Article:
Tymon lived till he was 9 yrs old when he died sadly of a brain tumour. He had had a couple of seizures and the vets were considering tablets for him but on the final day we had a major village event on and, for a change, we decided to leave Tymon at home (he was well known in the village and very popular with the local children), with one of us going back regularly to check on him. My daughter had popped home and gave me an emergency call as she said he seemed to be having a number of seizures, one after the other. I told her to phone the vet and we both arrived at the house at the same time. As soon as we saw Tymon out in the garden it was one of those moments when you knew nothing could be done. The tablets were not working and the decision was made. With tears in our eyes we all gave him a cuddle and then with his head on my lap he was given the final injection with all of us stroking him.
As Tymon was only 9 years of age; the vets asked if they could perform a post mortem and the cause of death was a brain tumour, we’d been lucky that Tymon had shown no personality changes with it.
Tymon was our first dog as a family, and we had put our trust, and lack of knowledge, in the hands of his breeders and were let down. That is why it is essential to make sure you check out the breeder properly and ensure that all the necessary checks are done for your dogs health before you purchase it.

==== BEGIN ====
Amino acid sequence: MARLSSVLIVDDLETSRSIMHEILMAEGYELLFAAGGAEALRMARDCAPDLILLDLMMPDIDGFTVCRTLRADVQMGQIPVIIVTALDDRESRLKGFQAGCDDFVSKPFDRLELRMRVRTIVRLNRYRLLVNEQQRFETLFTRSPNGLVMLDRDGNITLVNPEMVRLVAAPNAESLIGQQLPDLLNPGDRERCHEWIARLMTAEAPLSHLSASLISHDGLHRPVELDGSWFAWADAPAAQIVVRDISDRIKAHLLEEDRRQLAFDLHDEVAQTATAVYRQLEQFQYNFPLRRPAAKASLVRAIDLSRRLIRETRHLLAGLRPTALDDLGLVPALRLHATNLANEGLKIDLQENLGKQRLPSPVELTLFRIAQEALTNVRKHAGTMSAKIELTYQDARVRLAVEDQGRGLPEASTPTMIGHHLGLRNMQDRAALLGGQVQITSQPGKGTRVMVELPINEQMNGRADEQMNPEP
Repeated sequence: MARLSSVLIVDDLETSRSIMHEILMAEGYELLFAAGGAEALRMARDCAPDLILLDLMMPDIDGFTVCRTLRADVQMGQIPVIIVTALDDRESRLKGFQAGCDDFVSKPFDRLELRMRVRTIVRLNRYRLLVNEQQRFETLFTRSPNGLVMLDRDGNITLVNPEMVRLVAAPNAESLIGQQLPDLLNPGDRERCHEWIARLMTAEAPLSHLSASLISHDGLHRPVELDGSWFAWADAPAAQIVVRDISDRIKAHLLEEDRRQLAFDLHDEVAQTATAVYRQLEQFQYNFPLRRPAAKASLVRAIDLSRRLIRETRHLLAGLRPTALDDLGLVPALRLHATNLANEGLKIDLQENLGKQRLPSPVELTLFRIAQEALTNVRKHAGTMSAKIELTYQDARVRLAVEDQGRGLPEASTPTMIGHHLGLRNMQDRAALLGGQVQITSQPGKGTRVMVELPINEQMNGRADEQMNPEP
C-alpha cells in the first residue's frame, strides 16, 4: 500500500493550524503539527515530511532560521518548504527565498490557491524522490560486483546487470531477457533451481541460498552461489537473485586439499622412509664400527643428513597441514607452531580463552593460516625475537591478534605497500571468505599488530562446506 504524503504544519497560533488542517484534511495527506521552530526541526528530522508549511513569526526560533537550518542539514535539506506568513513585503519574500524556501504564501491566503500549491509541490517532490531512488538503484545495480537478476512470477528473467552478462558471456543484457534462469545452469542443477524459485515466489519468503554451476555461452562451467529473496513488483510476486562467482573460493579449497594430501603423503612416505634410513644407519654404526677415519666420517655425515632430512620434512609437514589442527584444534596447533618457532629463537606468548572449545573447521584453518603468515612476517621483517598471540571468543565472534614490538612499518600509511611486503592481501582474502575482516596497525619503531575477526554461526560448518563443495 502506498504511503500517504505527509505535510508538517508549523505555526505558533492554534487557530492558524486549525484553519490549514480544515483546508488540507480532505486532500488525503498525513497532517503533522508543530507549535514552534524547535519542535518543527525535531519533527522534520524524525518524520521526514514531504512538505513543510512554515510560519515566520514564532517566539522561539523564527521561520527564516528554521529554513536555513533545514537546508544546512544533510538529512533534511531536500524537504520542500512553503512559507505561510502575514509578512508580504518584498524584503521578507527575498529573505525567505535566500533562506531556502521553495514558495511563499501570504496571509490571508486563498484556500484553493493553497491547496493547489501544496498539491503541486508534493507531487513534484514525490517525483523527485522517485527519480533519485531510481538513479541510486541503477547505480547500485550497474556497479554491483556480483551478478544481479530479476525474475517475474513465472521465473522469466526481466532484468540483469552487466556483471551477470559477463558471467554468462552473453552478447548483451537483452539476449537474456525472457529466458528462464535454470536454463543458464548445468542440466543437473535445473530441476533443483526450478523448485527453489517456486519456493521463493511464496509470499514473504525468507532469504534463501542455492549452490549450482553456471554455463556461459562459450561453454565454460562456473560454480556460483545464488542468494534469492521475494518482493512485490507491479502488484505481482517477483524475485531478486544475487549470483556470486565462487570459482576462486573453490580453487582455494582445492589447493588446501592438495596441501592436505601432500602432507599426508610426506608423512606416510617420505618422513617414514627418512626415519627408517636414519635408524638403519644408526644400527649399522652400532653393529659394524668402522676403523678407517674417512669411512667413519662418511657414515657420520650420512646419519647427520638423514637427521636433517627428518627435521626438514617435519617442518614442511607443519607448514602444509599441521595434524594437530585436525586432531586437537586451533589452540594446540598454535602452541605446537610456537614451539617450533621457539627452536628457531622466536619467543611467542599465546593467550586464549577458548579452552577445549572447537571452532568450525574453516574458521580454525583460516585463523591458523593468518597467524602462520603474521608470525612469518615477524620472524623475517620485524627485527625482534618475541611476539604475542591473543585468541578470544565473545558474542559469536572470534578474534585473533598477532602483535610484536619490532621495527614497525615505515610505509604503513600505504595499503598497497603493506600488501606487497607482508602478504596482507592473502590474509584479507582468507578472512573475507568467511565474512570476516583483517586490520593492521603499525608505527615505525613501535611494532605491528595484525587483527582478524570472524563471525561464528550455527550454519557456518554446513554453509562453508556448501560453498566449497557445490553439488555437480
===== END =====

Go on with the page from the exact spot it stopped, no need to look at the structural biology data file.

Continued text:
Tymon brought a lot of love into our lives but he also taught us that you don’t have to worry about adopting a dog with a disability .. they, and you, learn to cope with it and both can lead a happy life despite of it. Tymon’s disability made him well known in the local community and many people were saddened by his death .. imagine my pleasure though a year later when another local resident came up to me when I was walking our new dog Woody and introduced her blind dog ‘Smithy’ to me. Her comment .. ‘You having Tymon made us realise we wanted to help a dog with a disability as well’.